Bouncing Sound

Sounds travel at different speeds through solids, liquids, and gases, and they do not pass very well from one substance to another. So, if you shout at a brick wall, little of the sound energy will come out into the air on the other side. Instead, most of the sound waves bounce back off the wall. You will probably have noticed this when you hear an echo in a tunnel or an empty room. An echo is a reflected sound. Echoes can be useful or they can be a nuisance. Architects use their knowledge of how sound waves are reflected when they design buildings. A noisy restaurant can be made quieter by covering the floor, walls, and ceiling with soft or bumpy materials that soak up the sounds. But the walls and ceiling of a concert hall will be built from materials that reflect the sounds of the orchestra toward the audience. Even sound waves we cannot hear produce echoes that give us important information. Some vibrations with very high frequencies produce ultrasound. Ultrasound can travel through some solid objects and be reflected by others. An example is the use of ultrasound to "see" an unborn baby inside its mother’s womb. Another example is sonar, which stands for "Sound Navigation and Ranging" and is used by ships to study the seafloor.



1 clock or watch with a quiet tick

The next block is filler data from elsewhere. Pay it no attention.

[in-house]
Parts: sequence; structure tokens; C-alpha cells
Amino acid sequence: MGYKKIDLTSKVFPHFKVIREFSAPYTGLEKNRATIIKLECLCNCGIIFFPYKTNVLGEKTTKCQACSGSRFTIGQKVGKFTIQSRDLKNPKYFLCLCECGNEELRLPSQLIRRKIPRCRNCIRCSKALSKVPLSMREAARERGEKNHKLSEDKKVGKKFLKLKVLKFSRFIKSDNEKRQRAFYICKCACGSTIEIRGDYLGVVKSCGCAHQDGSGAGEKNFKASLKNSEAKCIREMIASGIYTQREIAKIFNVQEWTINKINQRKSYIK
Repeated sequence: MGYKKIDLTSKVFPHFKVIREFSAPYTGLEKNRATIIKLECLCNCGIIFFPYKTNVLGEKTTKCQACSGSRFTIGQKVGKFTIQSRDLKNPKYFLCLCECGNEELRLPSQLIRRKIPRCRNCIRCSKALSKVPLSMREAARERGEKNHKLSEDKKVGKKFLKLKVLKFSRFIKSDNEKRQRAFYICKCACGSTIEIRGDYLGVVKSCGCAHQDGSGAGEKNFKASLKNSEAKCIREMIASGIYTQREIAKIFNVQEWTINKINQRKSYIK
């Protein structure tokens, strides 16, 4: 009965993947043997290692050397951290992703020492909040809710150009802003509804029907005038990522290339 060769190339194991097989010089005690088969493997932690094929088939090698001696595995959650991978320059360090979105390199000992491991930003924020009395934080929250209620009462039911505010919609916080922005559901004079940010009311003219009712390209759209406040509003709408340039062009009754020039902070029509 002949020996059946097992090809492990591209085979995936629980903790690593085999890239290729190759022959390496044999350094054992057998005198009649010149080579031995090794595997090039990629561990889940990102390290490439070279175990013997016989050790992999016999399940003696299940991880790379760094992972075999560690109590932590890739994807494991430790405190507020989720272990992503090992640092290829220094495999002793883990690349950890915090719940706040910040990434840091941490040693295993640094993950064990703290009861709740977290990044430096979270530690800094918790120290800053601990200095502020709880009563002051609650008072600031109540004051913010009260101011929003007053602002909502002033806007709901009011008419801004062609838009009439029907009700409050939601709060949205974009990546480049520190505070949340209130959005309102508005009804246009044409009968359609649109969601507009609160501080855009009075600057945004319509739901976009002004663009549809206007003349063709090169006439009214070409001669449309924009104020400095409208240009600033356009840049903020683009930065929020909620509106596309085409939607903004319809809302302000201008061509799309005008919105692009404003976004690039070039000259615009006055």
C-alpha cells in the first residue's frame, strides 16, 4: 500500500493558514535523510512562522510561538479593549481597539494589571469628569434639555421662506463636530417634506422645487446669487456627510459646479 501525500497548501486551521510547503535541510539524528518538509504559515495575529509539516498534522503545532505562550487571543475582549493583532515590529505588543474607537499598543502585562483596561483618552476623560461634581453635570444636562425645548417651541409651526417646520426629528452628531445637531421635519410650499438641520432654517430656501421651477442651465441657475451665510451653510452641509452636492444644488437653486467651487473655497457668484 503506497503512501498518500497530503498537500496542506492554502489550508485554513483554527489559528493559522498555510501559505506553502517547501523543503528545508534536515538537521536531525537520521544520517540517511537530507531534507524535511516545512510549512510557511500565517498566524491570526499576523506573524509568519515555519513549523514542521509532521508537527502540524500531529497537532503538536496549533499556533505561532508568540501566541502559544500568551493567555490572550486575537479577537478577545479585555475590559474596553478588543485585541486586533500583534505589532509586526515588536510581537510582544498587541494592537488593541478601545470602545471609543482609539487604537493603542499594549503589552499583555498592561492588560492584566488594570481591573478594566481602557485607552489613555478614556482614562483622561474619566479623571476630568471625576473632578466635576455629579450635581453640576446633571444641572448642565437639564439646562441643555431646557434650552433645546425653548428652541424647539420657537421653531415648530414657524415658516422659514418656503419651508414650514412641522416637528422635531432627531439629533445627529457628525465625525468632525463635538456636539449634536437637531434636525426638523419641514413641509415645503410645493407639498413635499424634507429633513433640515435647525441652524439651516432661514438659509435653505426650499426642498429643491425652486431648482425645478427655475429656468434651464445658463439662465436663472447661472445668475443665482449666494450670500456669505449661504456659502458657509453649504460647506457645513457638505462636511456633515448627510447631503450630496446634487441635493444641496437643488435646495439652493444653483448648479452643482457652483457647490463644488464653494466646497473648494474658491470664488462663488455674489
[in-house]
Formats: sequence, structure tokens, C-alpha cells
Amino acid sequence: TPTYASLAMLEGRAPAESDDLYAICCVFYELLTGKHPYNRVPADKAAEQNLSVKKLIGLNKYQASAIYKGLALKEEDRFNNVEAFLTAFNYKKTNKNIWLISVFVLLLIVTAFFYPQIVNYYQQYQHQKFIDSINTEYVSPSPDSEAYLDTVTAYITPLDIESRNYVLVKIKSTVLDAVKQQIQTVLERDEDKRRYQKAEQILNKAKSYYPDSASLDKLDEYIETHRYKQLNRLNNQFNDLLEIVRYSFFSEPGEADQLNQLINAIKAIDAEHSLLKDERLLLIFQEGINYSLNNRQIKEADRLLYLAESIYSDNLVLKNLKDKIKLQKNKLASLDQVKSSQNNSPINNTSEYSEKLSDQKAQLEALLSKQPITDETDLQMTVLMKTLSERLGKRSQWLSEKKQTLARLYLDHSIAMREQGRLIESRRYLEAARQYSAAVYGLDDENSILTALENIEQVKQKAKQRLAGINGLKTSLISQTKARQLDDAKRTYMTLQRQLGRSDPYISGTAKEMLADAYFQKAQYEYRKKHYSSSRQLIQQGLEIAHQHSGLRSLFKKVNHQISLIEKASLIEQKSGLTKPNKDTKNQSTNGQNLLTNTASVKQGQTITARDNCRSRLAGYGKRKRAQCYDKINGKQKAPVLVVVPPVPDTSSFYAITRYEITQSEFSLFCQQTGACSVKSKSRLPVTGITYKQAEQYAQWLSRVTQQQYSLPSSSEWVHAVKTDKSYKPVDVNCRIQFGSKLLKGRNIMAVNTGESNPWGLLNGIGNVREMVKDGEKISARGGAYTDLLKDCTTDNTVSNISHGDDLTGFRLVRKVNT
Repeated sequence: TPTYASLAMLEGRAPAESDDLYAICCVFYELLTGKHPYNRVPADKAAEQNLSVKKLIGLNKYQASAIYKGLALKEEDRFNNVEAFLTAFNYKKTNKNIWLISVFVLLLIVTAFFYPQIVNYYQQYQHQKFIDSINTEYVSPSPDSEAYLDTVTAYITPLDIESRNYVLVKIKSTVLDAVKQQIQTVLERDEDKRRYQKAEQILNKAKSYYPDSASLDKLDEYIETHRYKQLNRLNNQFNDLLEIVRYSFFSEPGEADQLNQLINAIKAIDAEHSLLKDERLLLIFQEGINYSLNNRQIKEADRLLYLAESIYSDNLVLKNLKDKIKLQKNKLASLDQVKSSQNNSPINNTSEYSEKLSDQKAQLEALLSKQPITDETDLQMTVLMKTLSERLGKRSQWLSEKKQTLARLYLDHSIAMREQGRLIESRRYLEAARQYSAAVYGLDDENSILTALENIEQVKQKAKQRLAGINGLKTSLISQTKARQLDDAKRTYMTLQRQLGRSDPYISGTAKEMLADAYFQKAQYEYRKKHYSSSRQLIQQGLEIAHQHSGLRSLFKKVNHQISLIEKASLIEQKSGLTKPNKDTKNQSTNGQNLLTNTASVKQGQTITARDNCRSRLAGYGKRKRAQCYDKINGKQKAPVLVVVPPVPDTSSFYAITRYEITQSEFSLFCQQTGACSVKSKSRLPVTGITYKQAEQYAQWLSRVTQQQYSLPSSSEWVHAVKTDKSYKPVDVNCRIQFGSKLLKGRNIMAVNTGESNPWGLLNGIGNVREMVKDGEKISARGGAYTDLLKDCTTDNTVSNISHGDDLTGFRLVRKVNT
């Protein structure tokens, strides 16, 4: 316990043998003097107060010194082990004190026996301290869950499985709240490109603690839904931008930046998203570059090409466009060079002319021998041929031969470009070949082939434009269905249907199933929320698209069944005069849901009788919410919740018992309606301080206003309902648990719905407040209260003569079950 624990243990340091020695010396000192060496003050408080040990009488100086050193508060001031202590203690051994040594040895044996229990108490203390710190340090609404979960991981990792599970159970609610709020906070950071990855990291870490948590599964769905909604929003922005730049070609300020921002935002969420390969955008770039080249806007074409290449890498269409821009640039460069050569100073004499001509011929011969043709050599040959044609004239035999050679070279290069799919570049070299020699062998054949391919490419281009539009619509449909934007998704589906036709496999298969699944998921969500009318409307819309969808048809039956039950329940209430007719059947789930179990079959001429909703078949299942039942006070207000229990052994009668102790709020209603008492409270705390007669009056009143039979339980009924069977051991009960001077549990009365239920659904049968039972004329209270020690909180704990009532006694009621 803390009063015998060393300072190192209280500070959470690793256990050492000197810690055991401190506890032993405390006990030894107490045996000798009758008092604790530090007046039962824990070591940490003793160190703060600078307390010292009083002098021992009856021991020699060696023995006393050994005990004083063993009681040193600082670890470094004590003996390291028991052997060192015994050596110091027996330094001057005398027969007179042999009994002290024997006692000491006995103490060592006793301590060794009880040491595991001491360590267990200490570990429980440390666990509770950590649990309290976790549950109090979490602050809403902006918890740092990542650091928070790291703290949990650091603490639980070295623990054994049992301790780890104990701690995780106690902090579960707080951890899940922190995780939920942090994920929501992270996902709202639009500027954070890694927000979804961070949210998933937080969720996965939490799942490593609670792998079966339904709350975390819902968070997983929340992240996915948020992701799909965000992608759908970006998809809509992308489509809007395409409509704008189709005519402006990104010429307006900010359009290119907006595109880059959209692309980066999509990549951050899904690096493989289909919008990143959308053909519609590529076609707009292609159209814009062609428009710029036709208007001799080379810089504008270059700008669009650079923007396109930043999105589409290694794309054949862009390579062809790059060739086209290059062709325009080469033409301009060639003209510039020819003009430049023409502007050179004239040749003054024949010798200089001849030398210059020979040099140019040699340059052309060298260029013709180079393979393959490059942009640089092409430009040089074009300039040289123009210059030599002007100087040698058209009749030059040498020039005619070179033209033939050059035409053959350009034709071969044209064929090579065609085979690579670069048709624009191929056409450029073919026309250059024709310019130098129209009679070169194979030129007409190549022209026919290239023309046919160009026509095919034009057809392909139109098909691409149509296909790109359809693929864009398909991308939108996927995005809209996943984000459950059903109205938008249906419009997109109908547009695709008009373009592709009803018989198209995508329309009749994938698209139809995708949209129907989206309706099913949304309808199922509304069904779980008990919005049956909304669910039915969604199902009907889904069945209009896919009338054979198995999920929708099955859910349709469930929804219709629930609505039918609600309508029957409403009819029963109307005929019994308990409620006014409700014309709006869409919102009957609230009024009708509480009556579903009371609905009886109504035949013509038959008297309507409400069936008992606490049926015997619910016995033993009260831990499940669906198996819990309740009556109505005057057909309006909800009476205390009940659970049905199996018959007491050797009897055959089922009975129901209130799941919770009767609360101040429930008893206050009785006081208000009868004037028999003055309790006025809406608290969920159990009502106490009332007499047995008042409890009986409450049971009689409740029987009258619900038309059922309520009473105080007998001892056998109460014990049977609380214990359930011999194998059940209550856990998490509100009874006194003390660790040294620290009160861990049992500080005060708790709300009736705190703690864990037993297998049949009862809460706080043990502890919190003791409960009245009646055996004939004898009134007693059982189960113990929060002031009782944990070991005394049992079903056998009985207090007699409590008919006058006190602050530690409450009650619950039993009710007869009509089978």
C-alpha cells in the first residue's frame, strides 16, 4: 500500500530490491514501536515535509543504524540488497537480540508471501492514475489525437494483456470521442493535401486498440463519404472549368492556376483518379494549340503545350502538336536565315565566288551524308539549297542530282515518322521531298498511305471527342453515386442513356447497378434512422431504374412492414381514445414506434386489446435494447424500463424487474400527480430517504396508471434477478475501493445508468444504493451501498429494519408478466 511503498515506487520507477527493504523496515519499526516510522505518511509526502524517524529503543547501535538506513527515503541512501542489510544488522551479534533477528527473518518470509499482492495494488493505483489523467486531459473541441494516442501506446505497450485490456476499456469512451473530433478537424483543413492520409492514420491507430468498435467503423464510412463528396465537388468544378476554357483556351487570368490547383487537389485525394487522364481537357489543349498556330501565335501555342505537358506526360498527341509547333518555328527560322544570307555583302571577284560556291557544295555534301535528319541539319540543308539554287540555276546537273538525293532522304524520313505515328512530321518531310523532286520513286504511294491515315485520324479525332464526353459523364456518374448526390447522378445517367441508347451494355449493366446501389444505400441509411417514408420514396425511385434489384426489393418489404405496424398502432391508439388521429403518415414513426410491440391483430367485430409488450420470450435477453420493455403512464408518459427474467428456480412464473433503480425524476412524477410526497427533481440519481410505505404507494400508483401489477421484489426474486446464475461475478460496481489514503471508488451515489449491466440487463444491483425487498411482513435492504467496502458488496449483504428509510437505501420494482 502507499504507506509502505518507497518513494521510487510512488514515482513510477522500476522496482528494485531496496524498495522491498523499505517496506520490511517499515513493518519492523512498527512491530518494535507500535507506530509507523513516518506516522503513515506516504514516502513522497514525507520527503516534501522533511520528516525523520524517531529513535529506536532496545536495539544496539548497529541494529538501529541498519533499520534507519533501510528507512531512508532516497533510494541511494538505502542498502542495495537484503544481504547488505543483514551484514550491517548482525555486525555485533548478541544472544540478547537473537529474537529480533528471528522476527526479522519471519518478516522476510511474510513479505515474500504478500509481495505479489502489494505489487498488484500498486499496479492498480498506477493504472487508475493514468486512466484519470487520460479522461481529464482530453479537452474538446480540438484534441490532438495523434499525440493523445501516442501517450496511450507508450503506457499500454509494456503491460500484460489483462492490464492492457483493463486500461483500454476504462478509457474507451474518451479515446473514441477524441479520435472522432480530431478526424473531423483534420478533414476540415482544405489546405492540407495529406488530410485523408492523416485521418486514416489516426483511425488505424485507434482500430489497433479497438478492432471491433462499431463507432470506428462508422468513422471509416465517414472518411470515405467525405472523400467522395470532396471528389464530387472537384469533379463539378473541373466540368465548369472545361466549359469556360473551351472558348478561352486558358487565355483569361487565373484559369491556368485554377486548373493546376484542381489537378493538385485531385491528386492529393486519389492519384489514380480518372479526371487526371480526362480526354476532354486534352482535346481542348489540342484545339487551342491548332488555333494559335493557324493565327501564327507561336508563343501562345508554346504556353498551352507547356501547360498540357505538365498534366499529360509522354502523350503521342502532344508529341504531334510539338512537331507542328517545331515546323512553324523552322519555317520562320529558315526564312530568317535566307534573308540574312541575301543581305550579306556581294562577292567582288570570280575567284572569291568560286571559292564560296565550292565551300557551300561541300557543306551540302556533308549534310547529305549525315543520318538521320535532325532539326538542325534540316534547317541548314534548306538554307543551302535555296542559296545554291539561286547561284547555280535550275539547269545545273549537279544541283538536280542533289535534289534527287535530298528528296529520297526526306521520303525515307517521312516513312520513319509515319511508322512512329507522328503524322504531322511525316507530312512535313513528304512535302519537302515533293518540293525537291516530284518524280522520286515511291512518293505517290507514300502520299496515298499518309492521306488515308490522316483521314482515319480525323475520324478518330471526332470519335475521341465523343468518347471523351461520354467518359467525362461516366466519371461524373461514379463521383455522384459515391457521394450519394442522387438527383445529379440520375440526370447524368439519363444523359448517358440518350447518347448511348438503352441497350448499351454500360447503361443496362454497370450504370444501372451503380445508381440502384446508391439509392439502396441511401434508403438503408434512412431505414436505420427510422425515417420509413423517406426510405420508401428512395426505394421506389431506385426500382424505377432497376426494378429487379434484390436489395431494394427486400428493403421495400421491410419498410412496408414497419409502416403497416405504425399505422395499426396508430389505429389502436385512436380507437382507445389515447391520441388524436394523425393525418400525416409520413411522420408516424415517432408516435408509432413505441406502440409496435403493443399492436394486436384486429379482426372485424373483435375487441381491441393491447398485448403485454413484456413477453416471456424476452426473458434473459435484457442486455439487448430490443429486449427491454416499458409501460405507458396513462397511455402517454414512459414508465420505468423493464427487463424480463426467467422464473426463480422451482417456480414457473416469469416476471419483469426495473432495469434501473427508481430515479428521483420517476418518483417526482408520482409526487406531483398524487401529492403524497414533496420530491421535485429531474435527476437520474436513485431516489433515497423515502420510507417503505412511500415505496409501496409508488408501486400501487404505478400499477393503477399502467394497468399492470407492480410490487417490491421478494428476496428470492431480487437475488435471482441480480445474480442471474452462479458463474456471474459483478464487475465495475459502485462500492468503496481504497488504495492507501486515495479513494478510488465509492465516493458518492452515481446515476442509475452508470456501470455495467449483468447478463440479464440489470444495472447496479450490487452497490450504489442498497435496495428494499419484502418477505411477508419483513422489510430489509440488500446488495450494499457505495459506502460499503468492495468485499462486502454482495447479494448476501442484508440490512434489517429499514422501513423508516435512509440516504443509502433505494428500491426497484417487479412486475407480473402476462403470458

3 or 4 similar cardboard tubes

Sound-reflecting and sound-absorbing materials (i.e. stiff cardboard, plastic, aluminum foil, ceramic tiles, cork, egg cartons, modeling clay, scissors)


What To Do

Arrange two cardboard tubes on a table so that they are at right angles to each other. Place the clock or watch at the end of one tube and put your ear close to the end of the other. Can you hear the tick of the clock? Now cut out a square of stiff cardboard and stand it upright in modeling clay supports. Place the cardboard tube where the open ends of the tubes come close together. Listen again for the tick of the clock. How does the loudness of the tick compare to the first test? Repeat the test with squares of the other materials. Next, try reflecting the sound of the ticking clock by using some of the other cardboard tubes and squares of the best sound reflecting material. How many times can you reflect the sound? QUESTIONS Which material is the best sound reflector? What makes some materials good sound reflectors and other materials poor sound reflectors? Think of some times when echoes may be useful and other times when echoes may be harmful. 



When you talk into the cup, you cause it to vibrate. This in turn causes the string to vibrate, which causes the cup on the other end of the string to vibrate. Whoever is listening hears the vibrations caused by your voice after they have traveled through the cups and the string.



"SOUND: Science Projects." Simon de Pinna, Raintree Steck-Vaughn Publishers: Austin, 1998, p. 8-9.

© S. Olesik, WOW Project, Ohio State University, 2000.